There’s nothing better than jumping into a pool, lake, river, or any body of water really, on a hot summer day. Swimming is great for your health; it’s easy on your joints while still being a great full-body workout. However, swimming is not always great for your eye health. Whether you’re wearing contact lenses or not, it’s important to know all about swimming and eye care. Here is an overview of swimmer’s eye and what swimming can mean for your eye health.

Tear Film
We have a thin layer of tears called a tear film that coats the surface of our eyes. This tear film keeps eyes moist and healthy. Chlorine and other pool chemicals can wash away that layer which leaves eyes uncomfortable and red. Without the tear film eyes are exposed to bacteria and increased dry eye. Wearing goggles can protect your eyes from the harsh chemicals in pools and you should always avoid opening your eyes under water.

Lake or River Swimming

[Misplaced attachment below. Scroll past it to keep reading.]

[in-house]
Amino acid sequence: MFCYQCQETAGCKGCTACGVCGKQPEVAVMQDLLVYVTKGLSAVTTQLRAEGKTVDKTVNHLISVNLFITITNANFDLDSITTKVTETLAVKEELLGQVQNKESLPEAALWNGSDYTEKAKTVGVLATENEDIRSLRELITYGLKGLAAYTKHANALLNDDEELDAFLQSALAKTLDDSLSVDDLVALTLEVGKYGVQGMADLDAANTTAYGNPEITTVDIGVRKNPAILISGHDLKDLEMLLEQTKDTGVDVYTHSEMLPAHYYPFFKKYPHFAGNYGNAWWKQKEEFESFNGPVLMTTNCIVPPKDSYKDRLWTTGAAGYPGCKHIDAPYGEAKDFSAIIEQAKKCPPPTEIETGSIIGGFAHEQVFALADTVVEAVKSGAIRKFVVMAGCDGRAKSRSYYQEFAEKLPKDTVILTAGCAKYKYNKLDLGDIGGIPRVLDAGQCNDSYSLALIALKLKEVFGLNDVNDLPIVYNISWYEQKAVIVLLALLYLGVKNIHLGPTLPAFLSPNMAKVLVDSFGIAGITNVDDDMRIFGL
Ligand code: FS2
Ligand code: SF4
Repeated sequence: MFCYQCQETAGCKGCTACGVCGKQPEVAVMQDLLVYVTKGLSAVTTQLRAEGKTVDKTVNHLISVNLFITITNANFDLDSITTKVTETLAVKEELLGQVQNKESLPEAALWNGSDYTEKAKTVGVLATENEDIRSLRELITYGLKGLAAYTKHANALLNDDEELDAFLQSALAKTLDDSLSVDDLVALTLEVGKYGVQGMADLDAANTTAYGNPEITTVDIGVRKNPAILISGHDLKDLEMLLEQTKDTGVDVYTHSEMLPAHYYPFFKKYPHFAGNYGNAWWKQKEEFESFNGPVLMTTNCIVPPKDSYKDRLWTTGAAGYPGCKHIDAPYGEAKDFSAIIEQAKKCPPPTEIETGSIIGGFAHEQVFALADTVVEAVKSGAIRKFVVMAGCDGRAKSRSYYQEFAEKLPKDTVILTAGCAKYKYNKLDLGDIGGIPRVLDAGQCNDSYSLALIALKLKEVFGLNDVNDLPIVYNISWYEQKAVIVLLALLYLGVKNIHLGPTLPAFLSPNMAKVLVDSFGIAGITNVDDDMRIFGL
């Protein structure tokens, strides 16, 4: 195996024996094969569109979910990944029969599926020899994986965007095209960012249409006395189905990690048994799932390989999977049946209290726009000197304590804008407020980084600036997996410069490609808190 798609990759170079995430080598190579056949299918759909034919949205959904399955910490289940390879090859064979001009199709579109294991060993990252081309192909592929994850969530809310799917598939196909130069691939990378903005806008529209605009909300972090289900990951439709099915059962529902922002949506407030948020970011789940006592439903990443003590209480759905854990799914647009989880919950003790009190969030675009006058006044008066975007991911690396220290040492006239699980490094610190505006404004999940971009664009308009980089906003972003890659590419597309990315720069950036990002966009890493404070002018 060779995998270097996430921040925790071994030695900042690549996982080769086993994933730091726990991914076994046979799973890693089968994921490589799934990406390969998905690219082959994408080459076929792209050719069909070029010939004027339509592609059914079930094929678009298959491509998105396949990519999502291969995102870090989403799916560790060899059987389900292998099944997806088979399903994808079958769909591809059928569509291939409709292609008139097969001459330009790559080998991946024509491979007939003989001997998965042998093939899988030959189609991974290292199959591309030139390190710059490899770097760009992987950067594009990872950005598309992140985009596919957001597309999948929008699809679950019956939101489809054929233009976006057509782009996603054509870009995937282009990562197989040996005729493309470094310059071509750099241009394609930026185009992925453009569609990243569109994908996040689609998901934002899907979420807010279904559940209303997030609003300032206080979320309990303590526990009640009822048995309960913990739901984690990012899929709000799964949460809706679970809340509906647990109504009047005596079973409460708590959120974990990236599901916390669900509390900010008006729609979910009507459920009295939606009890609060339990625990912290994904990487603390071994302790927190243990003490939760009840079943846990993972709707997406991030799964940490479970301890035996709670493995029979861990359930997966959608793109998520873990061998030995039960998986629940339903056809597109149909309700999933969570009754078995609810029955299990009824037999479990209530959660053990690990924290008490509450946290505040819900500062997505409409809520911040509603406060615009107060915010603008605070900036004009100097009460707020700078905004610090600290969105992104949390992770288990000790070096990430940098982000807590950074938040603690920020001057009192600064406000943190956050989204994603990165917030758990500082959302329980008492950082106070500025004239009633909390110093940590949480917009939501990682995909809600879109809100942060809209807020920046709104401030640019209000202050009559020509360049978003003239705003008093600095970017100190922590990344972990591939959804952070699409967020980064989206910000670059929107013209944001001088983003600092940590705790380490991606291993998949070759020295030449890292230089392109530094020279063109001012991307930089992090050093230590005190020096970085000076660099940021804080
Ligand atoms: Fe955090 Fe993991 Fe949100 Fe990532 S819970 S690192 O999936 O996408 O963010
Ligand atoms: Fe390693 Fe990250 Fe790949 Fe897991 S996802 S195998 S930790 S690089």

Unlike the chlorine in pools, swimming in fresh water lakes or rivers can contain dangerous bacteria and other organisms that can be really harmful for eye health. The risks are even more prevalent in contact wearers. Due to hand/eye contact, it’s important for contact lens wearers to make sure their hands are completely dry before touching their eyes.
Infections
Regardless of where you’re swimming, your eyes are susceptible to infection. You can get pink eye from swimming due to the lack of that tear film. The best way to protect your eyes is to wear swim goggles. You can purchase prescription swim googles but ordinary ones work as well. Goggles aren’t just for kids and competitive swimmers; they are important for keeping your eyes safe while you’re enjoying the best part of summer swimming!

Font Resize